Raining on Medicine's Parade
William A. Sturrock, MD
Arch Fam Med. 1993;2(4):349.
|Since this article does not have an abstract, we have provided the first 150 words of the full text PDF and any section headings.||
I WAS a rainy Friday afternoon with the prospects for an equally bleak weekend, according to the forecasts, when I stepped into the exam room with the last patient of the day. I was surprised to see June G., a 48-year-old woman, who with her husband worked on a small dairy farm in the next town. I had just seen her for a health maintenance exam the week before.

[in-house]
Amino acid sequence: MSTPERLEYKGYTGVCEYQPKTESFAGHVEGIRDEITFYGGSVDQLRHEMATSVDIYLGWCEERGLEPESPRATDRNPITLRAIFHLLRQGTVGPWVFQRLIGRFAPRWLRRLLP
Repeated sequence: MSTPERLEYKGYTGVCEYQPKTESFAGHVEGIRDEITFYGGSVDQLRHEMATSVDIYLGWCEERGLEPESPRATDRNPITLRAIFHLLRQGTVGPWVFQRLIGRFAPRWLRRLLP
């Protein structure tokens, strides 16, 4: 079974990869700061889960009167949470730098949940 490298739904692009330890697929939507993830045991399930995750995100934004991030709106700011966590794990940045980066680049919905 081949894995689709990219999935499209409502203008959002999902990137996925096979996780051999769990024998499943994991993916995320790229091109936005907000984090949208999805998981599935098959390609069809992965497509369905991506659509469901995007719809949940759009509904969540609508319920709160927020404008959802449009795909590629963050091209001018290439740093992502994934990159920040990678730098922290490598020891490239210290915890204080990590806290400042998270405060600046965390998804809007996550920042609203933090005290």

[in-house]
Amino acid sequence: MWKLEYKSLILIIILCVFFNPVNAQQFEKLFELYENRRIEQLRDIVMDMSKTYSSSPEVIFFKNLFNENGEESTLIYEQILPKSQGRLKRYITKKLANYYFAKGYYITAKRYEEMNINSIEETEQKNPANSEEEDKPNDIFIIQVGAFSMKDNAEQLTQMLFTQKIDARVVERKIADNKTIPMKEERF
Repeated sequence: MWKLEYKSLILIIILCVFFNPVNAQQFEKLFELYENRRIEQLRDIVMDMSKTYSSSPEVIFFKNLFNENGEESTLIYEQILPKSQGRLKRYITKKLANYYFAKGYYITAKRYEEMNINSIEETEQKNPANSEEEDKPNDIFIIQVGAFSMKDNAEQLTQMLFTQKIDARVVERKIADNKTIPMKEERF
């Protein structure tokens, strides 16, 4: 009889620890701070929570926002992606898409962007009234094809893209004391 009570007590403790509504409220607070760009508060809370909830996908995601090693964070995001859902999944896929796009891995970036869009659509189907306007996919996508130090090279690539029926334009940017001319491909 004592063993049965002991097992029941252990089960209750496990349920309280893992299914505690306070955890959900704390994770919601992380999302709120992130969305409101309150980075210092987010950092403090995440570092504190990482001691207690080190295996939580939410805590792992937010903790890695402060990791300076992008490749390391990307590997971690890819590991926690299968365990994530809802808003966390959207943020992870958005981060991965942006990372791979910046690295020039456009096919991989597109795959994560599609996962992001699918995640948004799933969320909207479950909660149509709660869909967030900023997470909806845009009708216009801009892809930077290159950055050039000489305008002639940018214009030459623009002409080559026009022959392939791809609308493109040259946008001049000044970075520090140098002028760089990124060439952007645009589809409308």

"June, what can I do for you today?" I began with my best openended line.
"Well, Doc," she answered, "I was doing fine and planned to get those tests you ordered after my physical when I read this in the paper."
She handed me a recent section of the Bangor Daily News with the bold print headline "Study Fuels Controversy Over Mammograms" and said, "You should have at least warned me that those x-rays could cause cancer."
I took the article
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